How to avoid common travel scams

As visitors in foreign countries, we’re all vulnerable to another person’s hustle. These are commonly known as scams. Travellers are seen as easy targets because they are not as familiar with the surroundings, language or local culture. Whether you’re naive or just good-hearted, nobody wants to be taken advantage of, so avoid being “that tourist” and dodge these common tourist scams.

Crazy Taxi

Unlicenced drivers will try every trick in the book to pick your wallet, from proposing a high fee per kilometre or taking a longer route on purpose, to raising the price of travel. Only drive with licenced taxi drivers so remember to look for legitimate licence plates on the mini cabs or ask for valid ID. Try to pay in advance; if you can’t negotiate a fair price for the travel then don’t pay until you’re in front of your final destination.

Avoid the Cashbox Conundrum

Your wallet’s running low and you need to top-up on cash for dinner. But you can’t seem to work the hole in the wall. Lucky for you, a Good Samaritan has offered to help you withdraw cash.  They’re not out there to help you out; they just want your pin number. That ATM you’re using is a hoax, it has saved your card number and now that nice man has your pin number. Be wary of peculiar cash boxes; only go to national or respected banks to avoid being played as a fool.


These slicksters have quick hands and even faster exits. Whether you’re on the Tube or in the queue at a museum, beware of these parasites. Be sure to cover your wallet, mobile, or any valuables so these punks are left empty handed.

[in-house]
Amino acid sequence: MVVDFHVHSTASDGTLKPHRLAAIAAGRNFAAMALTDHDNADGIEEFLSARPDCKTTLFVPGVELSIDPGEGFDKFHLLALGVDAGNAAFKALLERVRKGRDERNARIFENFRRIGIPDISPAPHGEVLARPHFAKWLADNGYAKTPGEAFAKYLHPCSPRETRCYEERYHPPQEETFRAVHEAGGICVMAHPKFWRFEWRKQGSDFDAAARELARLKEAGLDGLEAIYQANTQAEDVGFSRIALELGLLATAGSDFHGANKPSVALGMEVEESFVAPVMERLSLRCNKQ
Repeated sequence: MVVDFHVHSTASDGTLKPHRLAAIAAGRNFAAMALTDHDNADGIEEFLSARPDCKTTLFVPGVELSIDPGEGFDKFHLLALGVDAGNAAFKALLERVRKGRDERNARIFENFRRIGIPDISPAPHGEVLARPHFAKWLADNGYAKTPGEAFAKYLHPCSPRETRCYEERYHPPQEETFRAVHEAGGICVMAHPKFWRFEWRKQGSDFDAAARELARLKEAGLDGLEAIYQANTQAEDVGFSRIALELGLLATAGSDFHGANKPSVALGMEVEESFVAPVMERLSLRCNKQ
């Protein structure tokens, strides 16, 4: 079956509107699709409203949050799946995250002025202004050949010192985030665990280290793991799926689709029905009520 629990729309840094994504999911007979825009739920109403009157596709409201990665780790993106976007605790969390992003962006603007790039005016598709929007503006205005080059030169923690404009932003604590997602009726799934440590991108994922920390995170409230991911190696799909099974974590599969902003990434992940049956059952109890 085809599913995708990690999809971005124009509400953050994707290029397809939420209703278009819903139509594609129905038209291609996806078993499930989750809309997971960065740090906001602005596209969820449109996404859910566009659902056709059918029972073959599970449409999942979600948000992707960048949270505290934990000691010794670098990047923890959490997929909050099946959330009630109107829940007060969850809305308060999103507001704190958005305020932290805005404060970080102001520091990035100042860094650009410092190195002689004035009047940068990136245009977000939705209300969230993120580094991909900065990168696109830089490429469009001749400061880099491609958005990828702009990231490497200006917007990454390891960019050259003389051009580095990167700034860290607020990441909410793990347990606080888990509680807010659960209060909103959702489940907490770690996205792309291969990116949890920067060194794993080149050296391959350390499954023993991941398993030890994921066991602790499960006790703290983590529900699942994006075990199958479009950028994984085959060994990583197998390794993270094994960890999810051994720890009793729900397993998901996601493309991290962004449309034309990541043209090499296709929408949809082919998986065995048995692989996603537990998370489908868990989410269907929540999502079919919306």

Faux Po Po

It can be hard to say no to law enforcement, especially in a foreign city when you don’t know what the police even look like. Be aware of “officers” approaching you on the street claiming to be inspecting counterfeit money. They might ask to see your wallet (don’t do it) and next thing you know your wallet is a little lighter than last time you used it. Know local authority, badges can be deceiving but uniforms are illegal to duplicate.

Lord of the ‘Lost’ Rings

It appears some poor soul has lost their ring. You aren’t the first person to notice it; someone else has already picked it up. They ask if you know whose it is, the stranger then asks if you want to buy it off them to see if it belongs to anyone in your hostel. Avoid your guilty conscience and Good Samaritan image and kindly decline. Let that poser try their luck on some other dimwit.

Travelling is easy if you know when to say “No”. Be wary of these common travel scams and be sure your get to spend your hard earned money on the holiday you earned.